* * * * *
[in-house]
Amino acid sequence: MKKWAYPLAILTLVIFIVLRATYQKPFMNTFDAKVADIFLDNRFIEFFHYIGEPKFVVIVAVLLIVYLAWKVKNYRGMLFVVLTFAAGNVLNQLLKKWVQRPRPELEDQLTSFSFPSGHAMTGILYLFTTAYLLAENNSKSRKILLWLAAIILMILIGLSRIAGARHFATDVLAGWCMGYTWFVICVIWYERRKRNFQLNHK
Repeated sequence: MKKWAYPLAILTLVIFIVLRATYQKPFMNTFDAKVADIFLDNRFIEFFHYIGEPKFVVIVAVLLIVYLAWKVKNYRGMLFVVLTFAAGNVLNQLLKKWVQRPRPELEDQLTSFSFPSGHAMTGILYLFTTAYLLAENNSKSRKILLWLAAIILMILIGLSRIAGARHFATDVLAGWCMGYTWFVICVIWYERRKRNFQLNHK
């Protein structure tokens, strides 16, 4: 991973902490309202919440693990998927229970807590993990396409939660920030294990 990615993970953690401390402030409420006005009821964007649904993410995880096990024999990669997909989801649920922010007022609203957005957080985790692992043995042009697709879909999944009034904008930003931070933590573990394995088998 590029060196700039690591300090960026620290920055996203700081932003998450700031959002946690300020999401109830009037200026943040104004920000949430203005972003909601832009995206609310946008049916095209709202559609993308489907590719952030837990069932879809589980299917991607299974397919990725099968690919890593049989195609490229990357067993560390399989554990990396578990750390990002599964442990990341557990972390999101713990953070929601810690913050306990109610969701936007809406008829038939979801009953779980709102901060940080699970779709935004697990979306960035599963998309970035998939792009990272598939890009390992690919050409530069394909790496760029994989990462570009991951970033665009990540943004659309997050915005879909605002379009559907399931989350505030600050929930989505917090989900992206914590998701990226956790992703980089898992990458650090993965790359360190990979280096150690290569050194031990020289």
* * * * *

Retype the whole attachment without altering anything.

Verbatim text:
[in-house]
Amino acid sequence: MKKWAYPLAILTLVIFIVLRATYQKPFMNTFDAKVADIFLDNRFIEFFHYIGEPKFVVIVAVLLIVYLAWKVKNYRGMLFVVLTFAAGNVLNQLLKKWVQRPRPELEDQLTSFSFPSGHAMTGILYLFTTAYLLAENNSKSRKILLWLAAIILMILIGLSRIAGARHFATDVLAGWCMGYTWFVICVIWYERRKRNFQLNHK
Repeated sequence: MKKWAYPLAILTLVIFIVLRATYQKPFMNTFDAKVADIFLDNRFIEFFHYIGEPKFVVIVAVLLIVYLAWKVKNYRGMLFVVLTFAAGNVLNQLLKKWVQRPRPELEDQLTSFSFPSGHAMTGILYLFTTAYLLAENNSKSRKILLWLAAIILMILIGLSRIAGARHFATDVLAGWCMGYTWFVICVIWYERRKRNFQLNHK
């Protein structure tokens, strides 16, 4: 991973902490309202919440693990998927229970807590993990396409939660920030294990 990615993970953690401390402030409420006005009821964007649904993410995880096990024999990669997909989801649920922010007022609203957005957080985790692992043995042009697709879909999944009034904008930003931070933590573990394995088998 590029060196700039690591300090960026620290920055996203700081932003998450700031959002946690300020999401109830009037200026943040104004920000949430203005972003909601832009995206609310946008049916095209709202559609993308489907590719952030837990069932879809589980299917991607299974397919990725099968690919890593049989195609490229990357067993560390399989554990990396578990750390990002599964442990990341557990972390999101713990953070929601810690913050306990109610969701936007809406008829038939979801009953779980709102901060940080699970779709935004697990979306960035599963998309970035998939792009990272598939890009390992690919050409530069394909790496760029994989990462570009991951970033665009990540943004659309997050915005879909605002379009559907399931989350505030600050929930989505917090989900992206914590998701990226956790992703980089898992990458650090993965790359360190990979280096150690290569050194031990020289």